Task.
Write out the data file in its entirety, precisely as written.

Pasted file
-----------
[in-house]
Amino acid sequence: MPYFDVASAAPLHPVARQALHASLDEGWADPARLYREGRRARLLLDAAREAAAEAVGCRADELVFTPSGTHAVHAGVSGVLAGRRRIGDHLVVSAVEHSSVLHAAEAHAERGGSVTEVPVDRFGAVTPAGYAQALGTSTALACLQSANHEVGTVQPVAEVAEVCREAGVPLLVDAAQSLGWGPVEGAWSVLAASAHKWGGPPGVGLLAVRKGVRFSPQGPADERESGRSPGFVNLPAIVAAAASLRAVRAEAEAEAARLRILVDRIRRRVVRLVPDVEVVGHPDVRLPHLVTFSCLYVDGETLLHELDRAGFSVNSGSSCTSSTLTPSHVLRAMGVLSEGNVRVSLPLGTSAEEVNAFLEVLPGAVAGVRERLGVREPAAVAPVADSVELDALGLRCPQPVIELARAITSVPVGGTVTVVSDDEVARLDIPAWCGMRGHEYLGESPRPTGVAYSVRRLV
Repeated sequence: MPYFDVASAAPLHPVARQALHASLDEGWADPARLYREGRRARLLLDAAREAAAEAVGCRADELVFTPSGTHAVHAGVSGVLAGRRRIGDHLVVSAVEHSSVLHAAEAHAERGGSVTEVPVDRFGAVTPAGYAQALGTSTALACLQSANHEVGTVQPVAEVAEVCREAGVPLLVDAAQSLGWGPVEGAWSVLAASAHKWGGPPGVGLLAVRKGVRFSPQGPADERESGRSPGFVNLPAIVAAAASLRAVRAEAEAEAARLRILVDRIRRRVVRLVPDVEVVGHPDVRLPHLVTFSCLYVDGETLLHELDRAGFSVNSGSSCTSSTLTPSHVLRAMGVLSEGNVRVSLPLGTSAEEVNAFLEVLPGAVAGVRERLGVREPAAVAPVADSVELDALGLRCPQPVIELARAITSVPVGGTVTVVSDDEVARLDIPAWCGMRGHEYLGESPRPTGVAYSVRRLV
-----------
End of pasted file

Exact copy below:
[in-house]
Amino acid sequence: MPYFDVASAAPLHPVARQALHASLDEGWADPARLYREGRRARLLLDAAREAAAEAVGCRADELVFTPSGTHAVHAGVSGVLAGRRRIGDHLVVSAVEHSSVLHAAEAHAERGGSVTEVPVDRFGAVTPAGYAQALGTSTALACLQSANHEVGTVQPVAEVAEVCREAGVPLLVDAAQSLGWGPVEGAWSVLAASAHKWGGPPGVGLLAVRKGVRFSPQGPADERESGRSPGFVNLPAIVAAAASLRAVRAEAEAEAARLRILVDRIRRRVVRLVPDVEVVGHPDVRLPHLVTFSCLYVDGETLLHELDRAGFSVNSGSSCTSSTLTPSHVLRAMGVLSEGNVRVSLPLGTSAEEVNAFLEVLPGAVAGVRERLGVREPAAVAPVADSVELDALGLRCPQPVIELARAITSVPVGGTVTVVSDDEVARLDIPAWCGMRGHEYLGESPRPTGVAYSVRRLV
Repeated sequence: MPYFDVASAAPLHPVARQALHASLDEGWADPARLYREGRRARLLLDAAREAAAEAVGCRADELVFTPSGTHAVHAGVSGVLAGRRRIGDHLVVSAVEHSSVLHAAEAHAERGGSVTEVPVDRFGAVTPAGYAQALGTSTALACLQSANHEVGTVQPVAEVAEVCREAGVPLLVDAAQSLGWGPVEGAWSVLAASAHKWGGPPGVGLLAVRKGVRFSPQGPADERESGRSPGFVNLPAIVAAAASLRAVRAEAEAEAARLRILVDRIRRRVVRLVPDVEVVGHPDVRLPHLVTFSCLYVDGETLLHELDRAGFSVNSGSSCTSSTLTPSHVLRAMGVLSEGNVRVSLPLGTSAEEVNAFLEVLPGAVAGVRERLGVREPAAVAPVADSVELDALGLRCPQPVIELARAITSVPVGGTVTVVSDDEVARLDIPAWCGMRGHEYLGESPRPTGVAYSVRRLV